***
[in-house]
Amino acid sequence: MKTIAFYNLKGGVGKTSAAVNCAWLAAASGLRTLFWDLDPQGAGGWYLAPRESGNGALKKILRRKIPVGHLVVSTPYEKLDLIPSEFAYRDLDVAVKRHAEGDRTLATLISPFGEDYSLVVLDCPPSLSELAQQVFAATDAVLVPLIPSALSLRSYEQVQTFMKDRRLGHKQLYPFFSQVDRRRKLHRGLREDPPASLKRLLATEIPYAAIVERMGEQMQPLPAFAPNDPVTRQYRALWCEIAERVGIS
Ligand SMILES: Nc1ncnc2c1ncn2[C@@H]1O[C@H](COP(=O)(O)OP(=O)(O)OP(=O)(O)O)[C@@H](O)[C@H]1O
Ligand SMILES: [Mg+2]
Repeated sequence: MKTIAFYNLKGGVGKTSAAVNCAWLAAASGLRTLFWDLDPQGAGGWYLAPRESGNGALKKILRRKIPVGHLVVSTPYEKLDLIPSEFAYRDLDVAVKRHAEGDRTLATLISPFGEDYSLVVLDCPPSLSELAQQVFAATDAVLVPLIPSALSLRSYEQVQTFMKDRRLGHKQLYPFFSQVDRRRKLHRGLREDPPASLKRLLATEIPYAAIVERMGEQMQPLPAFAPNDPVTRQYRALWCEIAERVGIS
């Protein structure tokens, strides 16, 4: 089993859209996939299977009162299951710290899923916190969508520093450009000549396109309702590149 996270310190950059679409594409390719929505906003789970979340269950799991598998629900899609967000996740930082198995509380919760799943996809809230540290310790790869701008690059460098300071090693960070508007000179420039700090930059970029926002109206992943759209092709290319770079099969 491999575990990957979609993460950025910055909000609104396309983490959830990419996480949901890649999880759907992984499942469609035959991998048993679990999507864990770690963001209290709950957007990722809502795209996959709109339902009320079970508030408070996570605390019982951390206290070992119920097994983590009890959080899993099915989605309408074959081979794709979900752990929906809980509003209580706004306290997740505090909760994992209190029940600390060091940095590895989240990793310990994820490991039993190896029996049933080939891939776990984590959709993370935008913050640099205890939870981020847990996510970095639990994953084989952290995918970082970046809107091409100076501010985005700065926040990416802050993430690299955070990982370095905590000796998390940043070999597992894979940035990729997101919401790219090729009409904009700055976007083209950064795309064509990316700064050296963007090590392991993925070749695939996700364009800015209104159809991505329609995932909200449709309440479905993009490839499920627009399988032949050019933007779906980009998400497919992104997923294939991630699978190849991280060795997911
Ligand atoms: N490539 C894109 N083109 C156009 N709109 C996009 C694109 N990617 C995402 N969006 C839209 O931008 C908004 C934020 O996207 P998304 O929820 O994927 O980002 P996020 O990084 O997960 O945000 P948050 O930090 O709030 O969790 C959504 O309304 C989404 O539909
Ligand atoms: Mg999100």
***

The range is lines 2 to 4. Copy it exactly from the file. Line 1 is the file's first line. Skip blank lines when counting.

Amino acid sequence: MKTIAFYNLKGGVGKTSAAVNCAWLAAASGLRTLFWDLDPQGAGGWYLAPRESGNGALKKILRRKIPVGHLVVSTPYEKLDLIPSEFAYRDLDVAVKRHAEGDRTLATLISPFGEDYSLVVLDCPPSLSELAQQVFAATDAVLVPLIPSALSLRSYEQVQTFMKDRRLGHKQLYPFFSQVDRRRKLHRGLREDPPASLKRLLATEIPYAAIVERMGEQMQPLPAFAPNDPVTRQYRALWCEIAERVGIS
Ligand SMILES: Nc1ncnc2c1ncn2[C@@H]1O[C@H](COP(=O)(O)OP(=O)(O)OP(=O)(O)O)[C@@H](O)[C@H]1O
Ligand SMILES: [Mg+2]